The Panel seem to believe that access to legal representation should be reduced even though their report admits that one family whose right to appeal was deemed to be exhausted had received no legal advice at any stage of the process.
The charity Refugee Action are contracted to raise awareness of the government’s Assisted Voluntary Return scheme, though this does not extend to promoting the scheme, as specifically noted in the report. Despite this, the Panel recommend that the charity be more “persuasive and proactive” when making families aware of the option to voluntarily leave. The recommendation amounts to a demand that Refugee Action push families towards leaving the country, with the threat of detention providing leverage. Though the organisation have publicly rejected this pressure, the report goes on to recommend that the next time the Border Agency enlists civil society partners to promote their schemes, this role is written into the contract.
The position of the Panel is that the interests of children are best served by their families leaving voluntarily at the earliest part of the process. However, in almost 40 per cent of such cases resolved during the past year, families were granted leave to remain. It is difficult to argue that these children's interests would have been better served if the family had not pursued their asylum claim and instead returned to persecution.
Many parts of the report highlight the scale of child detention still occurring, despite all the promises and proud pronouncements of its end. Cedars is supposed to be used only as a last resort, and while the Panel do admit that placing children into detention “in order to break the journey” is inconsistent with this, their definition of 'last resort' still differs wildly from that of Barnardo's.
The children's charity works in partnership with G4S at Cedars, but took on the role – drawing much criticism – provided that their published 'red lines' were respected. One such threshold is that no more than 10 per cent of children removed are detained at the facility. This limit has been massively breached during the first year of Cedars, prompting the Panel to recommend that Barnardo's review their position.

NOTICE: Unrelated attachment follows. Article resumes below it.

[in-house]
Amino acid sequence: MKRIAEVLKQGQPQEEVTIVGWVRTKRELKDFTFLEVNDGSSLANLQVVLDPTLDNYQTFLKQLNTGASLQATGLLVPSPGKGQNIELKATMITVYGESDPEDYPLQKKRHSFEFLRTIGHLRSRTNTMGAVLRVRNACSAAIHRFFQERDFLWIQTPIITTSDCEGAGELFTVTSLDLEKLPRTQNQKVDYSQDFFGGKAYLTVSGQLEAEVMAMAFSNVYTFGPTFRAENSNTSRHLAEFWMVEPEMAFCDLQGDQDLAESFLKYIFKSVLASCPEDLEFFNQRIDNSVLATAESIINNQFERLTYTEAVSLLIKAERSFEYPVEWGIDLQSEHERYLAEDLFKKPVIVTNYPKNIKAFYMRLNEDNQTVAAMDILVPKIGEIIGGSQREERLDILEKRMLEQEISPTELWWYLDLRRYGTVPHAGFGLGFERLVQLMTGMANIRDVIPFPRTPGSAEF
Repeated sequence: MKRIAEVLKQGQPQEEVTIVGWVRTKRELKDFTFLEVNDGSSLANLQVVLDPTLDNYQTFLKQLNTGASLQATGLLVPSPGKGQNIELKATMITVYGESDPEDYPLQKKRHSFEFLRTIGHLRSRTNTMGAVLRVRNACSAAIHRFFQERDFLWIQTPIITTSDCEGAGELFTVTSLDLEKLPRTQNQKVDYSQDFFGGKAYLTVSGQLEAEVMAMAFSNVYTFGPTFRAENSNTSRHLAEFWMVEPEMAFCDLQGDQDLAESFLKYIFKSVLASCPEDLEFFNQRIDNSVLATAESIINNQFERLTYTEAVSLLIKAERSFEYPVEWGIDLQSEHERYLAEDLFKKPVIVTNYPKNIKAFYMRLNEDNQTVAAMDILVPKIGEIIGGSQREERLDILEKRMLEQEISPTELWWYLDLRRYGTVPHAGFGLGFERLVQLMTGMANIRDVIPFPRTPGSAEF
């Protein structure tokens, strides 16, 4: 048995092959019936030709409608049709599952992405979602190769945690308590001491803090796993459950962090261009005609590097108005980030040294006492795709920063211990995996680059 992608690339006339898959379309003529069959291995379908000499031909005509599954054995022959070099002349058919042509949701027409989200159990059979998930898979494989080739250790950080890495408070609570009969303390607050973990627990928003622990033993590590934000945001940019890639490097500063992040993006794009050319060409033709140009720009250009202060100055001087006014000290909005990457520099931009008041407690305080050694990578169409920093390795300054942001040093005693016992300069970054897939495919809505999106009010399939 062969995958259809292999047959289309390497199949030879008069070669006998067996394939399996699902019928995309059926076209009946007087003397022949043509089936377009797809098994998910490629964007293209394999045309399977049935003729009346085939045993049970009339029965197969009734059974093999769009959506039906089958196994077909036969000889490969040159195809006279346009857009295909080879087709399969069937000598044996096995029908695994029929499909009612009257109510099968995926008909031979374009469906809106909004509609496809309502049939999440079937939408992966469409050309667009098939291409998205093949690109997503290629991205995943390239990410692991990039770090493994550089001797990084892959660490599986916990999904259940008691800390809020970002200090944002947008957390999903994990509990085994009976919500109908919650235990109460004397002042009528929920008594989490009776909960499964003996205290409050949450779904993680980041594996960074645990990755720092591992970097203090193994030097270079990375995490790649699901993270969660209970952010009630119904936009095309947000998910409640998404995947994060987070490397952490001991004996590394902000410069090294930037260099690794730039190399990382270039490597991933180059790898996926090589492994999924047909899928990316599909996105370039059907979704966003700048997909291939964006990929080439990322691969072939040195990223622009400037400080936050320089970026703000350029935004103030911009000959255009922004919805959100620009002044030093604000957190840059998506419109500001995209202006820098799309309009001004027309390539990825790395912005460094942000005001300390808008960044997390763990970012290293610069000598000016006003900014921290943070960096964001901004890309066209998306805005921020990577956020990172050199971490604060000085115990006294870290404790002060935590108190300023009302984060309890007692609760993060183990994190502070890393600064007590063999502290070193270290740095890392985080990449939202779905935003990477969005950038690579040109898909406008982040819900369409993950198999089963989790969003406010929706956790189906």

Revising this limit would constitute a humiliating climb-down, severely damaging to Barnardo's. However, even doubling the allowance would not have been enough to accommodate the numbers of children detained by the Border Agency during the past year. The only reason Barnardo's are not obliged to withdraw their services is that they have decided to ignore figures prior to August 2012.
One reason behind this underlying urge to increase detention emerges towards the end of the report, where the Panel pledge to continue providing “value for money” advice, before lamenting that Cedars is currently “operating at well below capacity”. They attribute this 'issue' to “differing levels of engagement”, ignoring the far more reasonable assertion that it is because Cedars is only to be used as a last resort. Operating at capacity, it would have detained more than four thousand children in the past year, as noted by Professor Heaven Crawley. Barnardo's red line would have been well and truly smashed.
One problem the report fails to raise — and occasionally falls victim to itself — is the culture of disbelief that is routinely reported about the UKBA. There is a presumption of guilt that seems to spread right through the asylum system, as further evidenced by the recent report published by the Children's Society in which many of the children interviewed said they were treated with suspicion and often asked the same questions repeatedly in an effort to “catch them out”. Many are accused of lying about their age; around 1200 unaccompanied minors are subject to age disputes each year. This inevitably leads to incorrect age assessments and subsequent unlawful detention in adult centres, posing “serious safeguarding risks for children”.
In his foreword to the Panel’s report chairman Chris Spencer lets slip something deeply worrying. Thanking the Border Agency’s Family Returns Unit for their professional support, Spencer says, “Members of the Panel have had to learn a whole new language, get used to the cultural undercurrents of the UK Border Agency.”
Why so worrying? From the most vulnerable detainee to independent doctors and lawyers, to Conservative members in the House of Lords, it is widely agreed that there is something rotten in the Border Agency’s culture. Surely, for the sake of those children whose interests they are supposed to protect, Chris Spencer and his Panel ought to be challenging that culture, not getting used to it.